Everyi.com's Ultimate iLookup feature -- as well as the EveryMac app for iOS 5 or newer, Android, and Kindle Fire -- can identify these devices by the Model Numbers above, Order Numbers from around the world, and by device Serial Numbers, too.
As Siri is free, there's no real reason not to play around with it yourself, but based on years of hands-on use, Siri typically works well in a quiet room for basic tasks like sending a text message, sending an e-mail, or making a phone call to a listed contact. This functionality alone is vastly superior to typing on the small display for many.
Siri also usually works well for dictating notes in addition to setting reminders, appointments, timers, and alarms. In a noisy environment or with a multi-step process, it's more likely to be inaccurate or take more time than just tapping on the display.
One reader emailed to complain and ask "Why is Siri so stupid?" and well... It is a bit harsh to say that Siri is stupid. If you have experience with text-to-speech recognition systems from years past, and you have reasonable expectations, you likely will be delighted with Siri. However, if you expect Siri to be a replacement for a human assistant, you will be very disappointed.
Photo Credit: EveryiPhone.com (Useless Siri - Left, Better Siri - Right)
The best aspect of Siri is that because it mostly is in "the cloud" rather than just on the device, it is learning and getting better all the time. It's less that Siri is stupid and more that the AI has a lot to learn. For example, it once was completely useless for currency conversions and now it usually is pretty accurate. We typically find spoken currency conversions to be much quicker than typing.
If it has been a while since you tried Siri, give it another spin for a task that you know it failed in the past and see if it has improved since last time. Sometimes you will be pleasantly surprised. Other times, you may just decide to turn it off again.
Siri Hacks for iPhone 4 and iPod touch 4th Gen
These days, it's silly to even consider hacking one of these ancient devices to run Siri, but at the time Siri first was released, there were users interested in running the software on devices other than the iPhone 4s.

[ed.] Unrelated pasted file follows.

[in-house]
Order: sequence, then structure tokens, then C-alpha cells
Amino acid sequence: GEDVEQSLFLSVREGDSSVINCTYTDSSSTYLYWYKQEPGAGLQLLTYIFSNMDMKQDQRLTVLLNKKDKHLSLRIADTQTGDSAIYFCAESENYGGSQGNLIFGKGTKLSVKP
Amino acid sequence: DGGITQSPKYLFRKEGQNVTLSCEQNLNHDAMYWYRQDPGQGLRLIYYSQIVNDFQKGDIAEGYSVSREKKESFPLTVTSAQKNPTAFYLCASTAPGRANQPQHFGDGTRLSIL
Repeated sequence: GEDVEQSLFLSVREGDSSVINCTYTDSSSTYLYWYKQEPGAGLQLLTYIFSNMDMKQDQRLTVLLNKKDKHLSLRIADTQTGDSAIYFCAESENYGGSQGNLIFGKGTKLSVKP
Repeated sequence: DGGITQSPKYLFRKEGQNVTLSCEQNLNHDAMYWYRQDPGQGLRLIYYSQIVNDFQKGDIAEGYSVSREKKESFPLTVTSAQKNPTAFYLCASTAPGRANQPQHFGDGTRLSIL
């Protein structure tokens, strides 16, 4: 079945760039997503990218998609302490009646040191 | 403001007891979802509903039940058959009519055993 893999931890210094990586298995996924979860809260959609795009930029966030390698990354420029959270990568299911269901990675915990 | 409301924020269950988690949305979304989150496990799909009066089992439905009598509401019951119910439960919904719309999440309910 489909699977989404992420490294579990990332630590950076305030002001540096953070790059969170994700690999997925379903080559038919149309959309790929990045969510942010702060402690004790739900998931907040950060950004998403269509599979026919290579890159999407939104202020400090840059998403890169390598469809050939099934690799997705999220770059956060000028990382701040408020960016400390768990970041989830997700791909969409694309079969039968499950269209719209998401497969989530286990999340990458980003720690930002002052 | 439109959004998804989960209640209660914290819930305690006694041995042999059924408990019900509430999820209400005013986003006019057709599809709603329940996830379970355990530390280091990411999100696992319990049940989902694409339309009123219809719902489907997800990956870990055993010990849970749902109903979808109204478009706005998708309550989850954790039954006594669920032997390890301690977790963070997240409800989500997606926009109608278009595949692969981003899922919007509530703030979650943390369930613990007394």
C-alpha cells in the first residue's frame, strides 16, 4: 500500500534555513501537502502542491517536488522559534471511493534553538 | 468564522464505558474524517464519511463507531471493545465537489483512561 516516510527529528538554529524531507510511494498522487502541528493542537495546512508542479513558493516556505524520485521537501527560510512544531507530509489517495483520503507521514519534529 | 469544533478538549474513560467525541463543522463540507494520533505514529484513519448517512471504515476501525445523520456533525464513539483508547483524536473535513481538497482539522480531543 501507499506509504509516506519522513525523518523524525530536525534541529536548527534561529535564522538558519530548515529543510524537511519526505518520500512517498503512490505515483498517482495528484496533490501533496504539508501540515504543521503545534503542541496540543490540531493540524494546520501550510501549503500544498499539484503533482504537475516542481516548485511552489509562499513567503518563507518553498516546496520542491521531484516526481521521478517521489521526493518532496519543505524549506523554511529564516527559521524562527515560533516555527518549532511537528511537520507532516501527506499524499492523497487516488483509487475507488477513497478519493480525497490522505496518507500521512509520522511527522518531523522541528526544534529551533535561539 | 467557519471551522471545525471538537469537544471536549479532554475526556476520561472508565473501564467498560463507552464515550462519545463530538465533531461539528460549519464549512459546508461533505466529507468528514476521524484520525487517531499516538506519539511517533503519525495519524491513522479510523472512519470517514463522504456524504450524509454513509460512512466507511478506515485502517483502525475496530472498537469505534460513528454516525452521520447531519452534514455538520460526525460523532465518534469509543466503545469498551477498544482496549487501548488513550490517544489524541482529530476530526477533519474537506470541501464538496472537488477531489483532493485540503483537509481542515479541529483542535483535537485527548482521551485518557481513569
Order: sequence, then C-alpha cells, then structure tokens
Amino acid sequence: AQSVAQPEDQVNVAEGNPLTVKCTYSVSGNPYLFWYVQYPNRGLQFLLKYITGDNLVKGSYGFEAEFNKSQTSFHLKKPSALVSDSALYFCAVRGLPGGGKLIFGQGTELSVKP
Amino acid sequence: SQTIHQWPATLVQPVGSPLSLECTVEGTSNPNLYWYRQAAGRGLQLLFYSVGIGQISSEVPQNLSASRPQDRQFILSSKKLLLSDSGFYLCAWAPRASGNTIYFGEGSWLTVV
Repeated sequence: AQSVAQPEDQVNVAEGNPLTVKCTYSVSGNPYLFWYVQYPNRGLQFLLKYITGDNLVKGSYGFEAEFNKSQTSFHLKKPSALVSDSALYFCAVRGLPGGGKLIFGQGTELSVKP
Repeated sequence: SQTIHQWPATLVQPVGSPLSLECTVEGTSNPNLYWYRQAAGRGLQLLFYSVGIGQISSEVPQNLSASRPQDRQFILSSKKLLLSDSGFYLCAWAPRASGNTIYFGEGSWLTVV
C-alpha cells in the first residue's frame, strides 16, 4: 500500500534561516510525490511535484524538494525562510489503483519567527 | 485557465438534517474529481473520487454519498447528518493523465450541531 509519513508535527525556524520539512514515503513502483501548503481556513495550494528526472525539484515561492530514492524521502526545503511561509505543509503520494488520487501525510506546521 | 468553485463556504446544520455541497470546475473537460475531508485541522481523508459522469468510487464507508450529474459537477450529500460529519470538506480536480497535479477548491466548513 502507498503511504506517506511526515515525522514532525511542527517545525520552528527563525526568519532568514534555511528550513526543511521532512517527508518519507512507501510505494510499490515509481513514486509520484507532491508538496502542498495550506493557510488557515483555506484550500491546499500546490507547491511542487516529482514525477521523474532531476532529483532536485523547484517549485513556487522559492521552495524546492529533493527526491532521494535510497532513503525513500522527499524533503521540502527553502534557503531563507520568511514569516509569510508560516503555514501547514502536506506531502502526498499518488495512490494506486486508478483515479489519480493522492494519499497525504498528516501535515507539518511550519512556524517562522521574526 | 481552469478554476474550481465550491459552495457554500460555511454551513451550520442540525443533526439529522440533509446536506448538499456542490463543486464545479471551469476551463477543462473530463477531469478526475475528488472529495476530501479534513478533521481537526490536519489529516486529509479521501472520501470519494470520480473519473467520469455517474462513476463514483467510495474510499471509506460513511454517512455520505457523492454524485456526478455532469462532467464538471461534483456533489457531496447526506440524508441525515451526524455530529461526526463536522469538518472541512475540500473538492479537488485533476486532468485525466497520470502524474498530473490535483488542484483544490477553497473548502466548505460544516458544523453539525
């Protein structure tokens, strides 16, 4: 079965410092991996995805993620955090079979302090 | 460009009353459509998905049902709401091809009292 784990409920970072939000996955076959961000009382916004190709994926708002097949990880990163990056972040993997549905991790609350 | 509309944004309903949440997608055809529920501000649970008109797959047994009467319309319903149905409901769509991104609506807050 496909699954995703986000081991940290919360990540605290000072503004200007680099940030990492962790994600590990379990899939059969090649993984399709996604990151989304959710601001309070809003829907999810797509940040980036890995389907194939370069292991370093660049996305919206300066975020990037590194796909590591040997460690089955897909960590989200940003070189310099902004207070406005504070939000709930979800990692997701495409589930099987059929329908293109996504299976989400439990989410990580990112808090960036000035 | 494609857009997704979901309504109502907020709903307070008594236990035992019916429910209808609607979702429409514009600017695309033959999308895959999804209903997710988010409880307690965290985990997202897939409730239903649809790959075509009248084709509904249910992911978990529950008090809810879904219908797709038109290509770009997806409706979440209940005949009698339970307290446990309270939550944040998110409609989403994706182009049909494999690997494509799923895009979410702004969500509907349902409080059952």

Because the iPad 2 is faster than the iPhone 4s, there is no hardware reason why it couldn't also run the software or service. The older iPhone 4 is slower than the iPhone 4s, but the Siri software prior to Apple's purchase ran on the iPhone 4 without issue.
As first spotted by 9to5Mac, hardworking developer Steve Troughton-Smith was able to get the client-side Siri software to run on the iPhone 4 within hours of the iPhone 4s release and later was able to run Siri without difficulty on both the iPhone 4 as well as the iPod touch 4th Gen.
This short video demonstrates Siri operating on the iPod touch 4th Gen and doing so reasonably well despite the noisy room:
Troughton-Smith wisely declined to release the "jailbreak" files necessary to perform the hack, but it was an interesting "parlour trick" that showed Apple's restriction to the iPhone 4s perhaps was mostly tied to encouraging the purchase of a newer iPhone rather than technical requirements.
Ultimately, Siri is useful, albeit it is sometimes frustrating and sometimes quite impressive. It is unlikely to be the primary way you use your Apple device, but it saves time for many specific tasks.
However, it is a safe bet that Siri will continue to become more accurate and more useful as time marches forward. In the long-term, Siri very well could become a replacement for traditional search on Apple mobile devices, too.